Culture & Conversation

Nerf Guns and New Lit

Literary Death Match is poised to deliver a beat down to Montreal’s writing scene tomorrow night at La Sala Rossa. If you’re not tapped into the death match movement you are not alone, but the event’s popularity is growing worldwide. When author, radio host and to-be LDM judge Jonathon Goldstein and I chatted about the upcoming event he quickly confessed that he knew nothing at all about it, but that they “seemed nice” so he’d agreed to take part.

Founded by Todd Zuniga of Opium Magazine in 2006, LDM events guarantee “to help revitalize the coolitude of the printed word”; a phrase that surely made the folks at Maisonneuve Magazine salivate, and thus decide to pair up with LDM Montreal to launch their 41st issue.

Goldstein is set to officiate with performer Alexis O’Hara, and Said the Gramophone founder Sean Michaels. Montreal’s invited readers include Katrina Best, Byron Rempel, Jason Camlot and Zoe Page, who will each read their writing in seven minutes or less before the audience and the three judges.  After the readings, the judges will take turns commenting on each story. The first round of judging is based solely on literary merit and performance. The Literary Death Match finale, on the other hand, has nothing to do with merit of a literary kind. At past events it is reported that finalists threw cupcakes at Margaret Atwood’s head. At others, Nerf gun fights erupted.

Past guest judges have been a varied crowd, including Pulitzer Prize winner Richard Russo, Chuck Palahniuk and, and, unexpectedly, Moby.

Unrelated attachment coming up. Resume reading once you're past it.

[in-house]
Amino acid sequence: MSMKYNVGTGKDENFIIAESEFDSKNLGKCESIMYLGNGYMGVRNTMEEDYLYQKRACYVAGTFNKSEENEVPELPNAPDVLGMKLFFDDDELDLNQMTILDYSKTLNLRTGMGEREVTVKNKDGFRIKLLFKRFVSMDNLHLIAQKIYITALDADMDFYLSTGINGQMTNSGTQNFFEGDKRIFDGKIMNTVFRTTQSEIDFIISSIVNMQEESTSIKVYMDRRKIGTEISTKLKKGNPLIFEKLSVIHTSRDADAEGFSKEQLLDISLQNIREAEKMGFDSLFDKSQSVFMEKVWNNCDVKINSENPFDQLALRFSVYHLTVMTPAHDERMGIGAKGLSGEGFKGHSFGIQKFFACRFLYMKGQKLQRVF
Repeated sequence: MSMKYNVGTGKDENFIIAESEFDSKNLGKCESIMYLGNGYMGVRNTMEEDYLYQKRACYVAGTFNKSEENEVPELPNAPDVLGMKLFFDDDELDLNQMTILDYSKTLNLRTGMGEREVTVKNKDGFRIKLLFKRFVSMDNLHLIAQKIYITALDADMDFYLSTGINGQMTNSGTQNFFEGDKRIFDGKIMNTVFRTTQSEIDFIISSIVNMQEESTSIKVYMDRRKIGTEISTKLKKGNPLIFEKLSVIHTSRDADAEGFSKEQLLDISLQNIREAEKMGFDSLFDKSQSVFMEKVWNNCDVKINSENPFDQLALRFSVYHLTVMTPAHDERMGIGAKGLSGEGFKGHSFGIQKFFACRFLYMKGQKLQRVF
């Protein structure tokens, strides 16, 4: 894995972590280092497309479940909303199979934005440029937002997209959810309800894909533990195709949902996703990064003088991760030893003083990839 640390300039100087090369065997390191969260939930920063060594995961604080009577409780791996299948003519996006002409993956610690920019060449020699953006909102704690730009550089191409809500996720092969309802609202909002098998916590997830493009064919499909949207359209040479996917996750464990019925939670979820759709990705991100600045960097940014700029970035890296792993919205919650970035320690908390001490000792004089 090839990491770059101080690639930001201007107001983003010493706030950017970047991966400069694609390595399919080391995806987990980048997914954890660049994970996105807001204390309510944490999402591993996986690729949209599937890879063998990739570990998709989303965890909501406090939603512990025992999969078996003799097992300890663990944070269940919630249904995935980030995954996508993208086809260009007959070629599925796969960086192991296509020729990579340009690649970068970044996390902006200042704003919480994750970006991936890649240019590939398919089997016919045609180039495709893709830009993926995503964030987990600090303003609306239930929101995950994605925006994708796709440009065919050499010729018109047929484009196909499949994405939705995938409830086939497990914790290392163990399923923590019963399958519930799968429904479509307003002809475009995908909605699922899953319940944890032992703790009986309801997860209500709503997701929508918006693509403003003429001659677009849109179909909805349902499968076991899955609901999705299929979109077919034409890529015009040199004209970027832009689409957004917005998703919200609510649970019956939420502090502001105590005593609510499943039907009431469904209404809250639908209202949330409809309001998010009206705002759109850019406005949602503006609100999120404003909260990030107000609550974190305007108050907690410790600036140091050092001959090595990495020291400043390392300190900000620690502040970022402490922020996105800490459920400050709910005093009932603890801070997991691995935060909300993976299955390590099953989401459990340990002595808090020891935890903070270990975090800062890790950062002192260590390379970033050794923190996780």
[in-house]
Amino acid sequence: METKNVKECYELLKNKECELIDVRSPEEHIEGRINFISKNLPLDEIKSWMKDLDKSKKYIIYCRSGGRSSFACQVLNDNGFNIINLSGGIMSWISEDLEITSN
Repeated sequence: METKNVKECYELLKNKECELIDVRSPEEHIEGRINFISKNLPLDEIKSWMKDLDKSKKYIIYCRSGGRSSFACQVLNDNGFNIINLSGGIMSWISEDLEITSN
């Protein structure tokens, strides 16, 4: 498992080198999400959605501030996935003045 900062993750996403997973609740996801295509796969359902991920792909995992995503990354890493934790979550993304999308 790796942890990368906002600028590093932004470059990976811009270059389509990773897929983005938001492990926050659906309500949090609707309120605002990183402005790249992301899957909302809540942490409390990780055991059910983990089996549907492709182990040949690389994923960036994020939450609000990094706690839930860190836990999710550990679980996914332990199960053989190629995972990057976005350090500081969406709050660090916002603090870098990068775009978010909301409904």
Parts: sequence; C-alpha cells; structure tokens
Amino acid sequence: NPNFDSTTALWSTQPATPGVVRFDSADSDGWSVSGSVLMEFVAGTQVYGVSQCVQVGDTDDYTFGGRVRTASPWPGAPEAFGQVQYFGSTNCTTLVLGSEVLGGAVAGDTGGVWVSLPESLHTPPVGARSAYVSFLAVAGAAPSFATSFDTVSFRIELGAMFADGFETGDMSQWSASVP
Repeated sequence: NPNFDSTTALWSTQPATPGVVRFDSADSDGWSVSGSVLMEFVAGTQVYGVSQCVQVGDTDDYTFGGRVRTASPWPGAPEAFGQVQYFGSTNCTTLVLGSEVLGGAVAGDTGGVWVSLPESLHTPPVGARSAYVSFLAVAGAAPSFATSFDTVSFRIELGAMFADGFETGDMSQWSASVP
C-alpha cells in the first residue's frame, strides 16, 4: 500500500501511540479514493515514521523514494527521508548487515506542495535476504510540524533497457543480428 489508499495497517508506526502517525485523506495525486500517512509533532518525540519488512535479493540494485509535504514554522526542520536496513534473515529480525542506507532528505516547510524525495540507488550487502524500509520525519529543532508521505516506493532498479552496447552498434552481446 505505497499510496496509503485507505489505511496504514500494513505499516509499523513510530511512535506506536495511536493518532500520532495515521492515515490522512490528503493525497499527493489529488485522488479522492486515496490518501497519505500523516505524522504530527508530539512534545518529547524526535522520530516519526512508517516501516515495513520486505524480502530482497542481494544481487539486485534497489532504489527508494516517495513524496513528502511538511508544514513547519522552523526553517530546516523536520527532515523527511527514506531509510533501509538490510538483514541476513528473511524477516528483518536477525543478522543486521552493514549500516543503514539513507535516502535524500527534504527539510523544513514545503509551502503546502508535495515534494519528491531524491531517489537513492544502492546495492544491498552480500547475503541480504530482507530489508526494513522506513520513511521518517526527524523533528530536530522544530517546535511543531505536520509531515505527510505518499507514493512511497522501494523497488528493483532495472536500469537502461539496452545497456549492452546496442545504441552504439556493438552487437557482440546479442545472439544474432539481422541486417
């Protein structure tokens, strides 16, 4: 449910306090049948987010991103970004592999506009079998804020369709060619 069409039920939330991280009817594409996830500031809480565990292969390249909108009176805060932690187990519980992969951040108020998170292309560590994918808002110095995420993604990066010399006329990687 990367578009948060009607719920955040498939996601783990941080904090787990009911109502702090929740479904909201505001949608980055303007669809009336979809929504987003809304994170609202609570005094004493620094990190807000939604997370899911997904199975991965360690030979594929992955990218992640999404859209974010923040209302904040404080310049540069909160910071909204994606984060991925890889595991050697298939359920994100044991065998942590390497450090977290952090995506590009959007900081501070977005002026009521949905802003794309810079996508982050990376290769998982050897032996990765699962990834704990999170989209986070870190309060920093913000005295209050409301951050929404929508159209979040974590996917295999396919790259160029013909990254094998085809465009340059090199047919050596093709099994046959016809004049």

In anticipation of some of the awkward and hilarious moments he’s set to judge on Tuesday evening, I asked Goldstein about his worst reading experience. He recounted a time in L.A when only two people showed up, one having wandered in to do his income tax. Opening for a death metal band was next on the list. But, he feels that such readings are essential experiences in the career of any young writer.  Only by learning to be entertaining will the writer succeed in getting an audience’s attention (the real audience, not the theoretical one, Goldstein stresses).

Though it’s no longer hard for Goldstein to get attention, he reflected that the reading circuit led him, albeit somewhat circuitously, to the PRI radio studio of This American Life and to his hosting CBC’s Wire Tap. He admits to loving the carnival atmosphere of some of his early reading forays, but worries that the lash back against the typical reading can in fact ‘make it worse.’ He stressed, too, about being “judgey” of others’ work on Tuesday night.

I tried to reassure that LDM’s press track record promises a competitive, but comical night. The shtick is to jazz up the ‘typical literary reading’ by unapologetically focusing more on silliness than writing. That said, their audience sounds characteristic of the usual lit crowd. They boast “a bevy of educated urban tastemakers between the ages of 21-45 (60% women.)”

What is unexpected is that there are LDM events in 37 cities over the world, including New York, San Francisco, London and Beijing and people are attending in solid numbers.  Club night crowds are purported to reach 120+ onlookers. At festivals and events at cultural institutions, they’ve attracted as many as 500 guests.

By combining writing with the suggestion of violence and the hyperactivity (and reckless danger) of a kid in a toy store, LDM may be the literary reading’s last hope.


EVENT DETAILS: Tuesday, October 11, 2011 at La Sala Rossa 4848 Boulevard Saint-Laurent. Doors at 7; Show at 8:15 (sharp). $7 pre-order; $10 at the door, including a FREE copy of Maisonneuve’s Fall Issue.

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